A medical student’s project exemplifies the importance of legacy work in palliative care, and at any stage of life.
When I arrived at the hospice around 10 a.m., “Please pass me a beer” was the first thing Lucio said. That wasn’t how I was expecting to begin the conversation about the Making a Legacy project, but then again, it wasn’t about me. The elderly Italian gentleman, reclined in his hospice bed with half of his breakfast still sitting on the tray in front of him, was still living life on his own terms. I passed him a Peroni (after checking with the nurses like a typical nervous medical student), and sat down to explain the project.
I began the Making a Legacy palliative care project in March, as part of my Flexible Learning project at UBC medical school. After the sudden death of my father a year prior, topics surrounding death and bereavement caught my attention easily. I met Dr Pippa Hawley, the leader of the project, who explained the importance of legacy work in palliative care. Legacy work is simply the act of creating something to leave behind after your death—whether it’s a video, letter, or art piece. Dr Hawley introduced me to a computer application called RecordMeNow (www.recordmenow.org), created by Vancouverite Gaby Eirew, that allows people to create their own legacy in the form of a video. RecordMeNow is easy to use, free for anyone, and can be used at any stage of life, whether or not the person already knows what they want to say. There are approximately 40 preset questions on topics such as childhood, career, and advice and wishes for the future. It’s also easy to create your own questions. Once you select a question, the app records your answer as a video clip using your phone or computer’s camera. It then compiles the video clips and formats them to be transferred onto a CD or USB to be given to loved ones.
Lucio seemed interested in creating a legacy project, so we replaced his breakfast tray with the laptop and got started. RecordMeNow starts with the easier questions: What is your full name? Who are your parents and where were they from? What was your home life like as you grew up? To create the questions, Ms Eirew asked 100 adults who had lost one or both parents when they were young what they wished they knew about their parents. Going through the questions in order feels like taking a short trip through the person’s life, starting from their childhood through to their career and the birth of their children, and onto wishes they have for their loved ones. Lucio didn’t have too much to say at the beginning, but as we chatted and went through various questions that he found interesting or funny, his answers began to blossom. To the question, “What words or phrases do you use often?” he answered, “Jesus! I shouldn’t say it often, but I just do!”
We worked on the project over a couple weeks because he found the sessions fairly tiring. On the third visit we came to the question, “Is there a place you go where you like to think and reflect?” Lucio started tearing up as he spoke about how much he loved Queen Elizabeth Park, and how he would like his family to bring a photo of him to the park after he dies. We segued from there to more of the difficult questions, where he spoke directly to his wife and children about how proud of them he was, and how he wished for them to still enjoy life after his death. It is amazing how during the most difficult circumstances people can often feel the most grateful. Lucio talked about how lucky he has been in his life, and how much he appreciated and loved his family. His eyes were not the only teary ones in the room.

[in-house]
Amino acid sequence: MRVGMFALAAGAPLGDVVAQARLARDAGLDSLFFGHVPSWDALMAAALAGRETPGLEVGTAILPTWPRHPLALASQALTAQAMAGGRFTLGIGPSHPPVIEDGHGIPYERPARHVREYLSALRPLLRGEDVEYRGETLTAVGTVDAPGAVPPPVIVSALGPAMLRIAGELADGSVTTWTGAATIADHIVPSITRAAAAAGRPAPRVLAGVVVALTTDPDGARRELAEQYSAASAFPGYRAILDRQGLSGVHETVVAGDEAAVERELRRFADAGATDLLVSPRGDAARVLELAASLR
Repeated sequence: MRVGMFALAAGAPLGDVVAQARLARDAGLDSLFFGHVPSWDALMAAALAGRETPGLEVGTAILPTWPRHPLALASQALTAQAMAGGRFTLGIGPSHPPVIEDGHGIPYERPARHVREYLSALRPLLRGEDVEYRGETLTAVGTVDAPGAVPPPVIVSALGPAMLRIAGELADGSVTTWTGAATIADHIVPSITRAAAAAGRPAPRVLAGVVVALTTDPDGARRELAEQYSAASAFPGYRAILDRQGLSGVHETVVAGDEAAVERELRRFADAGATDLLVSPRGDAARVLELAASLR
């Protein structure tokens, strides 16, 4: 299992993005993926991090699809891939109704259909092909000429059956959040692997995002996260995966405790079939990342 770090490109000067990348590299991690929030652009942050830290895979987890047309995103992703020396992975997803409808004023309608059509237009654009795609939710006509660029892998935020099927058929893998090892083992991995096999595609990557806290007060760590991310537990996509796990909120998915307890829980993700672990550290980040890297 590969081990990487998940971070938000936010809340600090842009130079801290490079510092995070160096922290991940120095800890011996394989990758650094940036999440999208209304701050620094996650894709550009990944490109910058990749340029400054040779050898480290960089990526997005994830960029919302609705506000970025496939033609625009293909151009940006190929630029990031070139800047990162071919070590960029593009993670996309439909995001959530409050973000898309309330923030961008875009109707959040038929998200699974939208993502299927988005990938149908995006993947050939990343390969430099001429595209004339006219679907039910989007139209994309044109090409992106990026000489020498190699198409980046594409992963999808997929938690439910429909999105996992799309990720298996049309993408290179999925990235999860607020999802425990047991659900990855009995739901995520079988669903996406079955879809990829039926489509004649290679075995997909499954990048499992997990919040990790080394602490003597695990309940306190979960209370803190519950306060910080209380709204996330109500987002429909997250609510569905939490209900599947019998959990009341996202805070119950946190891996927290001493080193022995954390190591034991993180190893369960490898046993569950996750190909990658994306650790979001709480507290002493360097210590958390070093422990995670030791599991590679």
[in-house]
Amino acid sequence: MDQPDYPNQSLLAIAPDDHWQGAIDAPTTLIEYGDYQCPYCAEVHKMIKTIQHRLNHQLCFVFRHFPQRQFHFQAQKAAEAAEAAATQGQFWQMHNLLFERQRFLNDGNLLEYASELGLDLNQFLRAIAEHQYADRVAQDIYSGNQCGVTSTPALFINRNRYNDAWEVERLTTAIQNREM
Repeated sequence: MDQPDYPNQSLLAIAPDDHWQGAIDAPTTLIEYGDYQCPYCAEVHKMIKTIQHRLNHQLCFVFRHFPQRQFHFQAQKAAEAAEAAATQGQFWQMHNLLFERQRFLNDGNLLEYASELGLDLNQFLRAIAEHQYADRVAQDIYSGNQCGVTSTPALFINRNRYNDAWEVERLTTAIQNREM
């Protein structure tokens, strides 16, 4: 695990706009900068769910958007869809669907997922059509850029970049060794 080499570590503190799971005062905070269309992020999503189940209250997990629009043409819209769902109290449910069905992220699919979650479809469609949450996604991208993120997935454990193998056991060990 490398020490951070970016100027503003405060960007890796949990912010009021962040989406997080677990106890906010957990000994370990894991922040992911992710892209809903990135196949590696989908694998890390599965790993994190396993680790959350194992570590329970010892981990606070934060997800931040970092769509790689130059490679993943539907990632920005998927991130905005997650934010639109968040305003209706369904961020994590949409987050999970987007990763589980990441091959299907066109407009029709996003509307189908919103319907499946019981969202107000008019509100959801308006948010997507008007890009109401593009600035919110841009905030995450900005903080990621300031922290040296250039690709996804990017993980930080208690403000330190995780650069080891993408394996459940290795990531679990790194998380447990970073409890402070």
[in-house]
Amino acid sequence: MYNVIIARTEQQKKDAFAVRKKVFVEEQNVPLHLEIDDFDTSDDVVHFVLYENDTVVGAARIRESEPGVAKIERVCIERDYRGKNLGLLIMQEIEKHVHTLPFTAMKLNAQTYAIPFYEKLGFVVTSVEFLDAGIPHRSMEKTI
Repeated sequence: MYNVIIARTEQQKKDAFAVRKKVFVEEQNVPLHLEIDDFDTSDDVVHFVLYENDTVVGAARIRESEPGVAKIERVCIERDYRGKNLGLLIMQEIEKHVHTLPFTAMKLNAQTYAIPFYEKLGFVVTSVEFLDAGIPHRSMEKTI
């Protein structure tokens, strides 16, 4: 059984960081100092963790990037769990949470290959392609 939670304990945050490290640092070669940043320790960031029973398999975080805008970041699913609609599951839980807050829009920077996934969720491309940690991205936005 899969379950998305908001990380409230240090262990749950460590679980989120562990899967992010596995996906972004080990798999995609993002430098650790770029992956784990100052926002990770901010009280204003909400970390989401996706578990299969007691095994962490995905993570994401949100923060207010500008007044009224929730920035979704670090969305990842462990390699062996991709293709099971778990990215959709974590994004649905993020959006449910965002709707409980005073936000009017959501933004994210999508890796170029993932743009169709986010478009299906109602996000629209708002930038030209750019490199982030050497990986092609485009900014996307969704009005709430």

While I used RecordMeNow in a hospice setting for my project, it is intended to be used by anyone, as a sort of emotional life insurance. It could also be suggested to patients who are discussing advanced care planning with their family physicians. I did my own recording recently; even though I’m not planning on dying anytime soon, neither are most people who write wills and purchase life insurance. Unfortunately, I know all too well that our lives can end suddenly even when we think we’re perfectly healthy; arrhythmias and accidents do happen. Creating a legacy project forces you to confront your own mortality, which can create clarity for the future, especially if unexpected illness or death occurs.
I am grateful to Dr Pippa Hawley and Ms Gaby Eirew for developing this project, and to the patients I worked with for teaching me how much strength and love can be present at the end of life.
The patient’s name and identifying details have been changed for confidentiality. Ms Wind’s project and the application RecordMeNow are not for profit.
This article has been peer reviewed.
Ms Wind completed her BSc (Hons) degree in biochemistry at the University of British Columbia, with a focus on diabetes research. She is currently a second-year medical student at UBC. Her professional and research interests include women’s health, developmental pediatrics, and palliative care.
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